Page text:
Inbox: When will Stanton talks begin?

Beat reporter Joe Frisaro answers Marlins fans' questions

Inbox: When will Stanton talks begin?

When do you think the Marlins will start negotiations with Giancarlo Stanton? Do you think a deal will get done? -- Eddie C., Orlando, Fla.

How the Stanton saga plays out will be one of the most followed stories of the Hot Stove season. In the next week or two, Miami's management team will get together for their annual offseason meetings. They will set the budget for 2015 (expected to be around $60 million), and put together their offseason plan.

Stanton is at the top of their priority list. My guess is talks will heat up around the time the General Managers Meetings in Phoenix get underway in mid-November. Money and organizational commitment will be two important factors. The front office has made it clear they want to build around Stanton. Now, they have to sell the two-time All-Star that Miami is a place to commit to for the next five or six years.

For a deal to get done, I think the Marlins will have to make a creative offer. The team already appears willing to bend its no-trade clause policy. They may also have to agree to move in the fences over the length of the contract, and commit to beefing up payroll to remain competitive. Stanton wants to be part of a contender, and the team has to show it is on the verge of playing in October.

I see Jose Fernandez is throwing again. When is the earliest he might return? -- Martin S., Tampa, Fla.

Fernandez started his throwing program on Oct. 1, and he is tossing on flat ground three times a week. There is no set time to throw off the mound, but it could be in January.

The hope is he will rejoin the Marlins around the All-Star Break, or 14 months removed from the Tommy John surgery he underwent in May. Fernandez seems willing to show patience. He wants everything to heal properly, and not risk a setback.

Whenever he does come back, look for Fernandez to be on a pitch and/or innings limit. He will still be handled carefully.

Casey McGehee did a wonderful job this year, but is he part of the plans for the Marlins in 2015? -- Ann F., Hollywood, Fla.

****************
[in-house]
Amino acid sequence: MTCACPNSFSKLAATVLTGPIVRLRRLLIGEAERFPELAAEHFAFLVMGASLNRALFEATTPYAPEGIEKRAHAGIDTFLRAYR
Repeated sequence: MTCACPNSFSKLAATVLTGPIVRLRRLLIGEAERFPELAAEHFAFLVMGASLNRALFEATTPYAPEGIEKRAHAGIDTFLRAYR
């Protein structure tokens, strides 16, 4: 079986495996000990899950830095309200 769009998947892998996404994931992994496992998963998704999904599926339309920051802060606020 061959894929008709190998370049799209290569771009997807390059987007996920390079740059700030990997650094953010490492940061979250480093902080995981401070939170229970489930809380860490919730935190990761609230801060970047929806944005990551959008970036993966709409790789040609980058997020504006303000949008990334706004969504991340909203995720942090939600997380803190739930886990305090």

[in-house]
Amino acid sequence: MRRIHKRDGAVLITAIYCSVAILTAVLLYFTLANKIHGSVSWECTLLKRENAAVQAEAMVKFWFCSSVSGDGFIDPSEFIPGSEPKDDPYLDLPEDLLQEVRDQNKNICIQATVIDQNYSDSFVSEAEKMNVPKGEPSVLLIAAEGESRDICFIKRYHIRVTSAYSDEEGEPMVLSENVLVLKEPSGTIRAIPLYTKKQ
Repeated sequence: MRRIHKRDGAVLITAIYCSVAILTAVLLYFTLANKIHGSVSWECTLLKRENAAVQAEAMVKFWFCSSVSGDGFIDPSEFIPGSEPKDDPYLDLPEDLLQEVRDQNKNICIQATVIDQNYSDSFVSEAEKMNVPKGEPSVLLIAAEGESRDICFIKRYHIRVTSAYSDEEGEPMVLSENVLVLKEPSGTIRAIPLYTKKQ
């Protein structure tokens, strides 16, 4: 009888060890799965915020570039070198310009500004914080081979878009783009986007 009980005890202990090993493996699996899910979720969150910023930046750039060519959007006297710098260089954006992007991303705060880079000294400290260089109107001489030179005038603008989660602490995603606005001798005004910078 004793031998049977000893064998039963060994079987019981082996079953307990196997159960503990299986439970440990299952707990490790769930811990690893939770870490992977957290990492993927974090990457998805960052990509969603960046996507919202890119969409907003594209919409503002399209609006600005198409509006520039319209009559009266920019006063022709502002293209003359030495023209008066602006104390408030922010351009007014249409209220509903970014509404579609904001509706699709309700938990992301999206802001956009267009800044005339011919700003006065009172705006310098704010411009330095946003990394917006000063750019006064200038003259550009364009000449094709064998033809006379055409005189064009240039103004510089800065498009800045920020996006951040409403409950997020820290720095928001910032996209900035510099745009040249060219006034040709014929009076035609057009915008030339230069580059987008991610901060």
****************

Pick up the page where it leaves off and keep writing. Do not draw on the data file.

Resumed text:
McGehee is arbitration-eligible, and the Marlins are planning on retaining the veteran for at least one more year. He is such a big part of the team, impressing with his leadership and clutch hitting. Now 32 years old, he did wear down at the end of the season.

Next year, look for McGehee to get some more days off in hopes of keeping him fresh for the entire season.

What are the Marlins' priorities in trades and free agency? -- Steve D., Kendall, Fla.

A frontline starting pitcher is a very high priority, if not the highest. You are seeing the importance of pitching and defense in these playoffs, and the Marlins would like to follow that model.

Miami has the makings of a strong rotation, especially when Fernandez returns. Adding a top-of-the-rotation arm will help bridge the gap until Fernandez is back. Free agent James Shields is an ideal candidate. But the free-agent market for Shields, Jon Lester and Max Scherzer will be very costly. Justin Masterson could be worth watching.

To attract the type of starter the Marlins are seeking, they may have to make a trade.

Stanton led the National League in home runs, but McGehee ended up with four. What options do the Marlins have to hit cleanup, behind Stanton? -- Gordon M., Miami.

In free agency, look for the Marlins to express interest in Michael Cuddyer, who dealt with hamstring issues with the Rockies in '14. The 35-year-old was an All-Star and National League batting champ in '13 when he hit .332 and hit 20 homers.

Cuddyer is an option to play first base and provide some more protection behind Stanton. The Marlins feel they can lengthen their lineup with McGehee hitting fifth or sixth.

Joe Frisaro is a reporter for MLB.com. He writes a blog, called The Fish Pond. Follow him on Twitter @JoeFrisaro. This story was not subject to the approval of Major League Baseball or its clubs.